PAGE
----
Flamingos

8 species

Flamingos are large wading birds found throughout the Americas (including the Caribbean), and two species are native to Africa, Asia, and Europe. Flamingos are famous for their habit of standing on one leg with the other tucked beneath the body. As well as standing in the water, flamingos may stamp their webbed feet in the mud to stir up food from the bottom. Flamingos are omnivores and filter feeders. Their bills are specially adapted to separate mud and silt from the food they eat and are uniquely used upside-down. The pink or reddish color of flamingos comes from carotenoids in their diet of animal and plant plankton. American flamingos are a brighter red color because of the beta carotene availability in their food while the Lesser flamingos are a paler pink due to ingesting a smaller amount of this pigment. Flamingos are very social birds; they live in colonies whose population can number in the thousands. They are considered very noisy birds that communicate with the help of grunts or growling to nasal honks. Vocalizations play an important role in parent-chick recognition, ritualized displays, and keeping large flocks together.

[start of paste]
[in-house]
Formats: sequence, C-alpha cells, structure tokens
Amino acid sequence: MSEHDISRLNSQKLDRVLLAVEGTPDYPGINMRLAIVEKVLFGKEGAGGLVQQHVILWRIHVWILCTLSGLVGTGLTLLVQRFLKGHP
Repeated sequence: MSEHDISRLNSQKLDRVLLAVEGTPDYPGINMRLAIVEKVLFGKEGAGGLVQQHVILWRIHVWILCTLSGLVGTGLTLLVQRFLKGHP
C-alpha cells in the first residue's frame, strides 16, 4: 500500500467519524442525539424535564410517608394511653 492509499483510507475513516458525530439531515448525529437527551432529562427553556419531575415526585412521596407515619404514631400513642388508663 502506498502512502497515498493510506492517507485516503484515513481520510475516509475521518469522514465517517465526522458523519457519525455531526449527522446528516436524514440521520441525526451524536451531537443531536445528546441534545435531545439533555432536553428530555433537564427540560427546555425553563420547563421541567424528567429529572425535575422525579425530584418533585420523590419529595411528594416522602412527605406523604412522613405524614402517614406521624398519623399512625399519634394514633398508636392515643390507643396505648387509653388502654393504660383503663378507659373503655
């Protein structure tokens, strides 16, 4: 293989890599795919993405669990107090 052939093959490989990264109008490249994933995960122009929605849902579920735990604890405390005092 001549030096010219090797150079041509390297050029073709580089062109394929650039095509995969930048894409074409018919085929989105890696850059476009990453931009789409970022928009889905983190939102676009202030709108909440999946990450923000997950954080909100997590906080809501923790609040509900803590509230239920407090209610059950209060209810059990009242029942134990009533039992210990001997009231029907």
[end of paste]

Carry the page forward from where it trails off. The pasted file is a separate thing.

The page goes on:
Flamingos are large wading birds found throughout the Americas (including the Caribbean), and two species are native to Africa, Asia, and Europe. Flamingos are famous for their habit of standing on one leg with the other tucked beneath the body. As well as standing in the water, flamingos may stamp their webbed feet in the mud to stir up food from the bottom. Flamingos are omnivores and filter feeders. Their bills are specially adapted to separate mud and silt from the food they eat and are uniquely used upside-down. The pink or reddish color of flamingos comes from carotenoids in their diet of animal and plant plankton. American flamingos are a brighter red color because of the beta carotene availability in their food while the Lesser flamingos are a paler pink due to ingesting a smaller amount of this pigment. Flamingos are very social birds; they live in colonies whose population can number in the thousands. They are considered very noisy birds that communicate with the help of grunts or growling to nasal honks. Vocalizations play an important role in parent-chick recognition, ritualized displays, and keeping large flocks together.